How to Keep Employees Secure with Factor-Based Authentication
Security was also a key theme throughout VMworld, and it’s no wonder: IBM’s Cost of a Data Breach Report for 2021 found that an average breach costs organizations about $4.24 million — and that for organizations lacking mature zero-trust security strategies, the cost is more than $5 million.
Traditional perimeter security, the chief alternative to zero trust, “has not stood the test of time,” explained Paul Schrynemeeckers, a senior engineering consultant with CDW, because threat actors have become adept at “gaining a foothold in corporate networks through compromised systems or stolen credentials.” Consequently, Schrynemeeckers said, “organizations are investing a lot in security outside their domain, such as factor-based authentication, and are seeking to get a more holistic view of their security landscape inside and outside the environment.”
Unlike perimeter-based security, which trusts people and devices already inside a network, zero trust is a framework that requires users and devices to verify their identity to access different network resources, even if they’re already inside, explained Nelson Carreira, an enterprise architect with CDW.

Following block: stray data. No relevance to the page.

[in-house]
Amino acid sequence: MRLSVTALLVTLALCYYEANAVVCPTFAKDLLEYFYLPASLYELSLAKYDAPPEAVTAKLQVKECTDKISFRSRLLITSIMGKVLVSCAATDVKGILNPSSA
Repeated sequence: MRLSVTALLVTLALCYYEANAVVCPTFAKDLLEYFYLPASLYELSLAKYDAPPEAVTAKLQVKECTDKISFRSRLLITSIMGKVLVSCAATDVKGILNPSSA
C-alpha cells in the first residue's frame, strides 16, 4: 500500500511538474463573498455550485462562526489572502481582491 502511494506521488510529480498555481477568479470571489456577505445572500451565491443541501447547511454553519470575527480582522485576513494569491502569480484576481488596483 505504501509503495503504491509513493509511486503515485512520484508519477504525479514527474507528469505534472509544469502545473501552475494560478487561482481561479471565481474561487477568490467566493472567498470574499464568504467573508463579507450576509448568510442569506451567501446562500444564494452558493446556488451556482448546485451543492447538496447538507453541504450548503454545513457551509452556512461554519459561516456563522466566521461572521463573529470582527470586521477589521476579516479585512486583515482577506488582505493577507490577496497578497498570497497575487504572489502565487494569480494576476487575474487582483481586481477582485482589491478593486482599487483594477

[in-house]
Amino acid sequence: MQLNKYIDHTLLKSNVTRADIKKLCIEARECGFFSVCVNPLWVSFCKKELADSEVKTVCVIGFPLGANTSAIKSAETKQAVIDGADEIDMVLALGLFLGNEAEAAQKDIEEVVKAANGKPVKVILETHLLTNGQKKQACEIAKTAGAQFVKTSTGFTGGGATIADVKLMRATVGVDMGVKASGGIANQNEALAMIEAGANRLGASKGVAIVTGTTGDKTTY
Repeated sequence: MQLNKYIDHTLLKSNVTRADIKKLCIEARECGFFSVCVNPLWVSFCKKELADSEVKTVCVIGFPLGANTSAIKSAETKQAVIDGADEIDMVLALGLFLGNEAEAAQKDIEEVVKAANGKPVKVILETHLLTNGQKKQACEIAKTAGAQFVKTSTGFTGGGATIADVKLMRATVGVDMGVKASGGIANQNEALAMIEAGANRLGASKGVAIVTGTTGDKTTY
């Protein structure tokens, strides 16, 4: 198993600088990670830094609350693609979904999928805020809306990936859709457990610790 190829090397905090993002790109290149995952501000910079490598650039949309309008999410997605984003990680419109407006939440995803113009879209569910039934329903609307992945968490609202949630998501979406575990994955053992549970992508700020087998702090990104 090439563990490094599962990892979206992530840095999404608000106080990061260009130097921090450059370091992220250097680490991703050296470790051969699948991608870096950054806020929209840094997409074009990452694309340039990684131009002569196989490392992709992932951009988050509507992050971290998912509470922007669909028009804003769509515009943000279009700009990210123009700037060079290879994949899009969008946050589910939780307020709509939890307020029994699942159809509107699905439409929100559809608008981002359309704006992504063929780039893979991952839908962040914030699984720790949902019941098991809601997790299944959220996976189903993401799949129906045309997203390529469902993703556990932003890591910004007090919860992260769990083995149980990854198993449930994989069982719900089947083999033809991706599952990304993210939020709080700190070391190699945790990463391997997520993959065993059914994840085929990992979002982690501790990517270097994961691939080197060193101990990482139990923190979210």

A key step toward zero trust, Carreira said, is deploying factor-based authentication, which requires users to authenticate their identity with more than just a username and password, most often by responding to a push notification on their phone. Organizations can now easily deploy factor-based authentication through an integration between VMware’s Workspace ONE and the Okta Identity Cloud.
“It’s actually not complicated for users,” he said. “You can test what the workflow will look like before implementing it organizationwide, and once it’s implemented properly, the experience is very easy for users.”
For example, an adult-beverage company that has employees all over the world needed to increase its security posture but had struggled in a previous attempt to roll out factor-based authentication. “So we implemented the integration between Okta and Workspace ONE,” Schrynemeeckers explained. “We implemented both factor-based authentication and mobile single sign-on, and we took time to discuss what the workflow would look like with MFA so they understood how it would look in different use cases. We rolled it out slowly, to small groups at first, so there wasn’t a big impact.”